HIT Program Coordinator

Amy Ites | Senior Career Services Advisor


Coding Round Table Topics:  Inpatient PCS Coding*

Kyra Austin, MA, RHIA

HIT Program Coordinator/Associate Professor

Bonnie Moore, BA, RHIT

HIT Program Coordinator and Assistant Professor


Database Search Tips


  • Library databases are collections of resources, including full-text articles, books, and encyclopedias, that are searchable.
  • Searching library databases is different than searching Google. Best results are achieved when using Keywords linked with Boolean Operators
  • Applying Limiters such as full-text, publication date, resource type, language, geographic location, and subject help to refine search results.
  • Utilizing Phrases or Fields, in addition to an awareness of Stop Words, can focus your search and retrieve more useful results.
  • Have questions? Connect with a Librarian through the Library Live Chat for assistance.

Boolean Operators connect keywords or concepts logically to retrieve relevant articles, books, and other resources.  There are three Boolean Operators:

  • AND
  • OR
  • NOT

Using AND 

  • Narrows search results
  • Connects two or more keywords/concepts
  • All keywords/concepts connected with "and" must be in an article or resource to appear in the search results list

Example: The result list will include resources that include both keywords -- "distracted driving" and "texting" -- in the same article or resource, represented in the shaded area where the circles intersect (area shaded in purple).

Using OR

  • Broadens search results ("OR means more!")
  • Connects two or more synonyms or related keywords/concepts
  • Resources appearing in the results list will include any of the terms connected with the OR connector

Example:  The result list will include resources that include the keyword "texting" OR the keyword "cell phone" (entire area shaded in blue); either is acceptable.

Using NOT

  • Excludes keywords or concepts from the search
  • Narrows results by removing resources that contain the keyword or term connect with the NOT connector
  • Use sparingly

Example: The result list will include all resources that includes the term "car" (green area) but will exclude any resource that includes the term "motorcycle" (purple area) even though the term car may be present in the resource.

A library database searches for keywords throughout the entire resource record including the full-text of the resource, subject headings, tags, bibliographic information, etc.


  • Natural language words or short phrases that describe a concept or idea
  • Can retrieve too few or irrelevant results due to full-text searching (What words would an author use to write about this topic?)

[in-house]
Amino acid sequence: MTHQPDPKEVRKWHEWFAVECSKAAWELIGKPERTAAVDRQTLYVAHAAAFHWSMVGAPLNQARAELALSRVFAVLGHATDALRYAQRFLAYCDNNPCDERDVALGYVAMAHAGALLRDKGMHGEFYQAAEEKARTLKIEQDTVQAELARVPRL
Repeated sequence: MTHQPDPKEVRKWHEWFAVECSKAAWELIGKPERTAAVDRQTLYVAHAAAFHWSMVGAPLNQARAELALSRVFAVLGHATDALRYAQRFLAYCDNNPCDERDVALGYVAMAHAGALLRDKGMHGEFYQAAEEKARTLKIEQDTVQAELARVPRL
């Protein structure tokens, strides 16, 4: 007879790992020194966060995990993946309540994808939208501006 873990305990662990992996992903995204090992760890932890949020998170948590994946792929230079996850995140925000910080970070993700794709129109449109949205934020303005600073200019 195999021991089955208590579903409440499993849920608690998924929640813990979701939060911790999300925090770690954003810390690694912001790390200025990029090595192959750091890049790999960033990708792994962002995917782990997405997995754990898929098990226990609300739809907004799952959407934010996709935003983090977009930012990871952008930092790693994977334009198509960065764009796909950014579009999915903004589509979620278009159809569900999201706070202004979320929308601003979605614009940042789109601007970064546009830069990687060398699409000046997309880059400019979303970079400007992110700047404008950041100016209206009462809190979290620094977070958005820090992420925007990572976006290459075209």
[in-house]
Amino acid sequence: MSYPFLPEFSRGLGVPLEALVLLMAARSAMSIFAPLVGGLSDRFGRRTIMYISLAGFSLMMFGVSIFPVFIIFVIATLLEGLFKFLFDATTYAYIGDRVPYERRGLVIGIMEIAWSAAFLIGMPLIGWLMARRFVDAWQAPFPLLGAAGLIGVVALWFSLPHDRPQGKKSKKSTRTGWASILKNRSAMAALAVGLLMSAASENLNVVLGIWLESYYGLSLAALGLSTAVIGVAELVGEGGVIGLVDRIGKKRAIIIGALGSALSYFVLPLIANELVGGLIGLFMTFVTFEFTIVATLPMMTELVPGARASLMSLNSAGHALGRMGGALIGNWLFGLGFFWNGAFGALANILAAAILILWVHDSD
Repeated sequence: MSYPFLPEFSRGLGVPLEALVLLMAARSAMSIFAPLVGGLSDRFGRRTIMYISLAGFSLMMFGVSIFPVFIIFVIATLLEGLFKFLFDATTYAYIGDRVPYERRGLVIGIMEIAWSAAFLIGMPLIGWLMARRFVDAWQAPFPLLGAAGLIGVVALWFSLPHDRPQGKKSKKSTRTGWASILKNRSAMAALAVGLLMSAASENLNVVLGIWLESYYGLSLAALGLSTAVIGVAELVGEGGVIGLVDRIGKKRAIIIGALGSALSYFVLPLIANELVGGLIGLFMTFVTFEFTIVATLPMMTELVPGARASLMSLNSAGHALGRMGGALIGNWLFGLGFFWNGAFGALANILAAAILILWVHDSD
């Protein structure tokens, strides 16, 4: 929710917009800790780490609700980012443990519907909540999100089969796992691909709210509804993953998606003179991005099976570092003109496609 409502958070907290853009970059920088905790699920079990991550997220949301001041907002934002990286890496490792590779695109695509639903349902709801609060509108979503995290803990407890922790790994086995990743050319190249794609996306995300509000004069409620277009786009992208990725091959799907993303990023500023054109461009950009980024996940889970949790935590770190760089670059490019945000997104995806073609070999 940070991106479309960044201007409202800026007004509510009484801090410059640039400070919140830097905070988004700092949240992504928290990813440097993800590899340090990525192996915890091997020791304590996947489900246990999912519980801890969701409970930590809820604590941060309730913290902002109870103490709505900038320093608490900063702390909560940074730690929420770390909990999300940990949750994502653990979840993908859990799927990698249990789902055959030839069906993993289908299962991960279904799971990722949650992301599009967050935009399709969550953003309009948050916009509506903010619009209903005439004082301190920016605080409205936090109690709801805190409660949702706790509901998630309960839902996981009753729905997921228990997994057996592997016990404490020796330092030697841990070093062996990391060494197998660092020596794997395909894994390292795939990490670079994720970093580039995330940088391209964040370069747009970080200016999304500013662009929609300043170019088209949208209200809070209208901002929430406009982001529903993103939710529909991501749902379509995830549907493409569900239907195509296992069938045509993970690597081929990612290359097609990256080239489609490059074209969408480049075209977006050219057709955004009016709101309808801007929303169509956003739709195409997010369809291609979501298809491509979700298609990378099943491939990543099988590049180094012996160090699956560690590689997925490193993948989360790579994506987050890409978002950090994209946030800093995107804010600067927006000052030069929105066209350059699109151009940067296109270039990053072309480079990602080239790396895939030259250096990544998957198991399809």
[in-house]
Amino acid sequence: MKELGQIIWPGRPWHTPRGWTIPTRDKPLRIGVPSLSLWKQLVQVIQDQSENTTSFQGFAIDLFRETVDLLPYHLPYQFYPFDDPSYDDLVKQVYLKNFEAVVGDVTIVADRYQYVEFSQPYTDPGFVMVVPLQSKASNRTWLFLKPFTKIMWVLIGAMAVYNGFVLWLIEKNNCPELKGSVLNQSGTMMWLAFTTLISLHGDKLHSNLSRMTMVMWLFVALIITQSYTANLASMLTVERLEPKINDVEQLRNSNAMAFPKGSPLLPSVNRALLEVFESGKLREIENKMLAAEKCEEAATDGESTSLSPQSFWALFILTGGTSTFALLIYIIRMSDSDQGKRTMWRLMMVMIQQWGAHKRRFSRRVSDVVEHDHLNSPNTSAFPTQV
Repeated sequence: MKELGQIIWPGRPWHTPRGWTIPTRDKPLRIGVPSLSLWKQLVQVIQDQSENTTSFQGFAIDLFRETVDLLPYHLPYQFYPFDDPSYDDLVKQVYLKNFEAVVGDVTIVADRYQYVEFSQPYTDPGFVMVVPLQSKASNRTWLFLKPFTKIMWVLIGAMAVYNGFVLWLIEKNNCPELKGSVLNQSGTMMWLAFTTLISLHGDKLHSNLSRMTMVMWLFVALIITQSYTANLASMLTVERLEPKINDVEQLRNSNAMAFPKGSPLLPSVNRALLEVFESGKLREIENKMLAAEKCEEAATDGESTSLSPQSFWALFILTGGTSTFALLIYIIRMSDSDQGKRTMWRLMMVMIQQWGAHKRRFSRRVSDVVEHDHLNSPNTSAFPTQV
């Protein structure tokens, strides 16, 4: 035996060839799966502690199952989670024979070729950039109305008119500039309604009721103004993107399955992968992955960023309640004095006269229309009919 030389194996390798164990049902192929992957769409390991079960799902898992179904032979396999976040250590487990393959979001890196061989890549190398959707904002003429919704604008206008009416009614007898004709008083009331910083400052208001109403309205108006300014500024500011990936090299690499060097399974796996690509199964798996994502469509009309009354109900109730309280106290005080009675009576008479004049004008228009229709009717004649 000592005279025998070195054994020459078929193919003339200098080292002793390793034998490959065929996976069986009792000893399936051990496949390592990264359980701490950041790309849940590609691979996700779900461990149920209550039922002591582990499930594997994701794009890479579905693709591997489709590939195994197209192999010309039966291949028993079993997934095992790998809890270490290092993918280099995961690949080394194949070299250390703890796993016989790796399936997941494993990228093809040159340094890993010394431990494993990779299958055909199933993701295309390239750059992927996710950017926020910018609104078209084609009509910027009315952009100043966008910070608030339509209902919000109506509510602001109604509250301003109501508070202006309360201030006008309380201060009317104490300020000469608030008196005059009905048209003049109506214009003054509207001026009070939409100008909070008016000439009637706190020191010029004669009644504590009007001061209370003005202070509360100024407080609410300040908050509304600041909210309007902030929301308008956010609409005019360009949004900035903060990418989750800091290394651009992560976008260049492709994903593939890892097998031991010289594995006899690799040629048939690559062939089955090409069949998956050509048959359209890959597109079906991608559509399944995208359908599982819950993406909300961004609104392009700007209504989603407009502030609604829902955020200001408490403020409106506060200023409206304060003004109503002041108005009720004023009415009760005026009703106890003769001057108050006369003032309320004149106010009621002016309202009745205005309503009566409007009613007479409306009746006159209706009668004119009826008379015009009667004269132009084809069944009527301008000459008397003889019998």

• Provide flexibility in a search
  • Must consider synonyms or related terms to improve search results
  • TIP: Build a Keyword List

Example:  The keyword list above was developed to find resources that discuss how texting while driving results in accidents.  Notice that there are synonyms (texting and "text messaging"), related terms ("cell phones" and texting), and spelling variations ("cell phone" and cellphone).  Using keywords when searching full-text requires consideration of various words that express an idea or concept.

Subject Headings

  • Predetermined "controlled vocabulary" database editors apply to resources to describe topical coverage of content
  • Can retrieve more precise search results because every article assigned that subject heading will be retrieved.
  • Provide less flexibility in a search
  • Can be combined with a keyword search to focus search results.
  • TIP: Consult database subject heading list or subject headings assigned to relevant resources

Example 1: In EBSCO's Academic Search Complete, clicking on the "Subject Terms" tab provides access to the entire subject heading list used in the database.  It also allows a search for specific subject terms.


Example 2:  A subject term can be incorporated into a keyword search by clicking on the down arrow next to "Select a Field" and selecting "Subject Terms" from the dropdown list.  Also, notice how subject headings are listed below the title of the resource providing another strategy for discovering subject headings used in the database.

When a search term is more than one word, enclose the phrase in quotation marks to retrieve more precise and accurate results.  Using quotation marks around a term will search it as a "chunk," searching for those particular words together in that order within the text of a resource. 


"cell phone"

"distracted driving"

"car accident"

TIP: In some databases, neglecting to enclose phrases in quotation marks will insert the AND Boolean connector between each word resulting in unintended search results.


Truncation provides an option to search for a root of a keyword in order to retrieve resources that include variations of that word.  This feature can be used to broaden search results, although some results may not be relevant.  To truncate a keyword, type an asterisk (*) following the root of the word.

For example:


Library databases provide a variety of tools to limit and refine search results.  Limiters provide the ability to limit search results to resources having specified characteristics including:

  • Full text
  • Resource type
  • Publication date
  • Language
  • Geographic location
  • Subject

In both the EBSCO and ProQuest databases, the limiting tools are located in the left panel of the results page.

                                                 EBSCO                                                     ProQuest


The short video below provides a demonstration of how to use limiters to refine a list of search results.

Each resource in a library database is stored in a record.  In addition to the full-text of the resources, searchable Fields are attached that typically include:

  • Author
  • Title